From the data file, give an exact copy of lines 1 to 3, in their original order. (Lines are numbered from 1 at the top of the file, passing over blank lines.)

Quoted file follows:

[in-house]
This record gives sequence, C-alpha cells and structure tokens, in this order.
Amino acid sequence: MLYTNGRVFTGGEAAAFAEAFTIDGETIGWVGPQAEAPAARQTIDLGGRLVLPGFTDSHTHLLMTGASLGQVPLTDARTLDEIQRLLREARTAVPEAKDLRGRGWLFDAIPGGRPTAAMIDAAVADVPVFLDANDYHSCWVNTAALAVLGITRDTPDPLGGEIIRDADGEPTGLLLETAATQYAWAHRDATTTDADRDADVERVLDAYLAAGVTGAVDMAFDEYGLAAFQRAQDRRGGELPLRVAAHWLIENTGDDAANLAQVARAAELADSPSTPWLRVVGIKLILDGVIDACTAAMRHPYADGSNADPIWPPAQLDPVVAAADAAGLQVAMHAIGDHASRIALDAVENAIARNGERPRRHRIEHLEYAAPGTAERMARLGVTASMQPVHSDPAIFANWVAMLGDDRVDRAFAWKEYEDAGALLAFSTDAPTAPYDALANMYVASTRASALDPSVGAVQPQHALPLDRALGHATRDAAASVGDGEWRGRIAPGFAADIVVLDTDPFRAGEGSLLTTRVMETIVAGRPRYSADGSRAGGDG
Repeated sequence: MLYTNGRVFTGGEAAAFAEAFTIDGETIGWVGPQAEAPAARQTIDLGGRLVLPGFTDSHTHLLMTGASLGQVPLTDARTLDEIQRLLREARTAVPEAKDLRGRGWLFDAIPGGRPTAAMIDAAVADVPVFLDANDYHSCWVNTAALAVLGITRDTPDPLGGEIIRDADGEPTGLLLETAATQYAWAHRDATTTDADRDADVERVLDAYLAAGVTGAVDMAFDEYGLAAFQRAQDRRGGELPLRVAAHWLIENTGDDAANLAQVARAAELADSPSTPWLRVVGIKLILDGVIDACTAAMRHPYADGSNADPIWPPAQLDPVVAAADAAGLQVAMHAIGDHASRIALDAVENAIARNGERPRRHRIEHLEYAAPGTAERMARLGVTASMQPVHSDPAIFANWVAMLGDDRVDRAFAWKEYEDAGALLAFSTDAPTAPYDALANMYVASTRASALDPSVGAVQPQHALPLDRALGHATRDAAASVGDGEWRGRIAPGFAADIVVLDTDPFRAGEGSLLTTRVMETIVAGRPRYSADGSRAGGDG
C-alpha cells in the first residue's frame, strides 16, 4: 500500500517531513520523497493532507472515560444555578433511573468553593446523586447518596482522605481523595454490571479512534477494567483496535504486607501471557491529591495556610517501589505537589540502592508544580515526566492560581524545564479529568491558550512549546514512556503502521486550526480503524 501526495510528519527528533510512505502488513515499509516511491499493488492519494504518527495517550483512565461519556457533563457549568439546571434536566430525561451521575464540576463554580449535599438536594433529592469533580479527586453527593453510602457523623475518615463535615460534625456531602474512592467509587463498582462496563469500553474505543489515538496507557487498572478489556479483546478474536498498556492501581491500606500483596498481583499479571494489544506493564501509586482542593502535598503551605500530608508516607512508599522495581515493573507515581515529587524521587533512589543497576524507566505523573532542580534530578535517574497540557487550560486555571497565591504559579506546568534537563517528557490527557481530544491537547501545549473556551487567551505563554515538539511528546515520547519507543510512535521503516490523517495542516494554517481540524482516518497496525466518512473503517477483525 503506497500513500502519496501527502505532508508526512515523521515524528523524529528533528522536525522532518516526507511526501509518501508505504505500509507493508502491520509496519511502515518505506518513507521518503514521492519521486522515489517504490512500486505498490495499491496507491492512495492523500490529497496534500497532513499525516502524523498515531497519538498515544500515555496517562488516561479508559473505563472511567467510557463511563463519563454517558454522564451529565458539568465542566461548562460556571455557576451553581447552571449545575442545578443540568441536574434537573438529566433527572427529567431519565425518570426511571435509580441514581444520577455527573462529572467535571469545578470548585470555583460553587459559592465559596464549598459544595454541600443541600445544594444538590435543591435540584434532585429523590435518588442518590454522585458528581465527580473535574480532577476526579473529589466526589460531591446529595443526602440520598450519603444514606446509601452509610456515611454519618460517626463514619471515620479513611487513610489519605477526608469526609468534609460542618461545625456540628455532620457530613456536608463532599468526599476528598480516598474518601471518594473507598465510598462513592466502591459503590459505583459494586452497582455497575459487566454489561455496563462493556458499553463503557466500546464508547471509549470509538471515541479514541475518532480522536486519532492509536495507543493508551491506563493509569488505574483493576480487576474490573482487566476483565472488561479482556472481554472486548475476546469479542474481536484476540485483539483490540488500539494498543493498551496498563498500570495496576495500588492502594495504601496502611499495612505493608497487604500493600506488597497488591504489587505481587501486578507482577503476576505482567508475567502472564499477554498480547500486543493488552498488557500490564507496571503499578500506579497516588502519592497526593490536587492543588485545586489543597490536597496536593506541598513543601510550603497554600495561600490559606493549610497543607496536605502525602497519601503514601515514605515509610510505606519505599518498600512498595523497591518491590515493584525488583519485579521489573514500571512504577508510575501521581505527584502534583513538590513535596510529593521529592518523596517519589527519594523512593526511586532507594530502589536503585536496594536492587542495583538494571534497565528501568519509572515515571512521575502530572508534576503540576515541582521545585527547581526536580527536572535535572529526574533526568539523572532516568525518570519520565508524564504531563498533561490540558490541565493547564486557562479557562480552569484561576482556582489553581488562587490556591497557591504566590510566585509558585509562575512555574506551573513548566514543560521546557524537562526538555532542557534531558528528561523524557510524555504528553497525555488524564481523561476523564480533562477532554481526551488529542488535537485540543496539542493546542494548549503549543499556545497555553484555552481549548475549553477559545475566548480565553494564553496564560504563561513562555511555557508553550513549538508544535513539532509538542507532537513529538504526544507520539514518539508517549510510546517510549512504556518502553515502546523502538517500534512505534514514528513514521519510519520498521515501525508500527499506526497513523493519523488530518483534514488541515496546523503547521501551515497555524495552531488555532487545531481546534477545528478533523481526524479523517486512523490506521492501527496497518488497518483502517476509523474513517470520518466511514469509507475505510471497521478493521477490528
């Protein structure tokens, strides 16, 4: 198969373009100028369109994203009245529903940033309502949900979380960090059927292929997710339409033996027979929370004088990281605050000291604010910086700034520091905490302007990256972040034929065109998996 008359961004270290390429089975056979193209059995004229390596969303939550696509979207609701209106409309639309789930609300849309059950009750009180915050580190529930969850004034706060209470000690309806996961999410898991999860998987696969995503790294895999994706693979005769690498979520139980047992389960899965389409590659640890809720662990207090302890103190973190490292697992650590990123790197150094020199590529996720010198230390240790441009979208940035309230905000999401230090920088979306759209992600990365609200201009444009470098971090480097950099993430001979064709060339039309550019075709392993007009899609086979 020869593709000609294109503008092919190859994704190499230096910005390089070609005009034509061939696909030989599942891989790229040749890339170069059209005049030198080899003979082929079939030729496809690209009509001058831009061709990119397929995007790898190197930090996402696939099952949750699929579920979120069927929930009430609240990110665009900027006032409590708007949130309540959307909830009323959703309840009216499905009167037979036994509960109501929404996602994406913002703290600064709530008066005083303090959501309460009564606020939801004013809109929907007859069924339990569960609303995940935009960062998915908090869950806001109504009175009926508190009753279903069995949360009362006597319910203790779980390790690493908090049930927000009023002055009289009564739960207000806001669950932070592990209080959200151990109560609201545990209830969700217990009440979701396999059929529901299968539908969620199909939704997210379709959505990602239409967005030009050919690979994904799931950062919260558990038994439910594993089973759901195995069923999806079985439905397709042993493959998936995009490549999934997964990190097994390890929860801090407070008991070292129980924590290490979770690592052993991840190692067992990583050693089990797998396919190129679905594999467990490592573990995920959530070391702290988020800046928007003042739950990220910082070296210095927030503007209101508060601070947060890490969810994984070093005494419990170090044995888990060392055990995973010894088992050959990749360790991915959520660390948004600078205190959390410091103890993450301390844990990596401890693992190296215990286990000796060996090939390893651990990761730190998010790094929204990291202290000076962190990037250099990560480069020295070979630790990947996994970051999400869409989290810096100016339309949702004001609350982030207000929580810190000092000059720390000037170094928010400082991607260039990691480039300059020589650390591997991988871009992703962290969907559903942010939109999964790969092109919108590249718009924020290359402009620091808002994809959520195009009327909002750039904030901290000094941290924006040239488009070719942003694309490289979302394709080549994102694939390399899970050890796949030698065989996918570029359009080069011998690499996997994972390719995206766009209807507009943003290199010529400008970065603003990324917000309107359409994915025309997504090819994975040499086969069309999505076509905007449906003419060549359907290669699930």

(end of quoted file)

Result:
[in-house]
This record gives sequence, C-alpha cells and structure tokens, in this order.
Amino acid sequence: MLYTNGRVFTGGEAAAFAEAFTIDGETIGWVGPQAEAPAARQTIDLGGRLVLPGFTDSHTHLLMTGASLGQVPLTDARTLDEIQRLLREARTAVPEAKDLRGRGWLFDAIPGGRPTAAMIDAAVADVPVFLDANDYHSCWVNTAALAVLGITRDTPDPLGGEIIRDADGEPTGLLLETAATQYAWAHRDATTTDADRDADVERVLDAYLAAGVTGAVDMAFDEYGLAAFQRAQDRRGGELPLRVAAHWLIENTGDDAANLAQVARAAELADSPSTPWLRVVGIKLILDGVIDACTAAMRHPYADGSNADPIWPPAQLDPVVAAADAAGLQVAMHAIGDHASRIALDAVENAIARNGERPRRHRIEHLEYAAPGTAERMARLGVTASMQPVHSDPAIFANWVAMLGDDRVDRAFAWKEYEDAGALLAFSTDAPTAPYDALANMYVASTRASALDPSVGAVQPQHALPLDRALGHATRDAAASVGDGEWRGRIAPGFAADIVVLDTDPFRAGEGSLLTTRVMETIVAGRPRYSADGSRAGGDG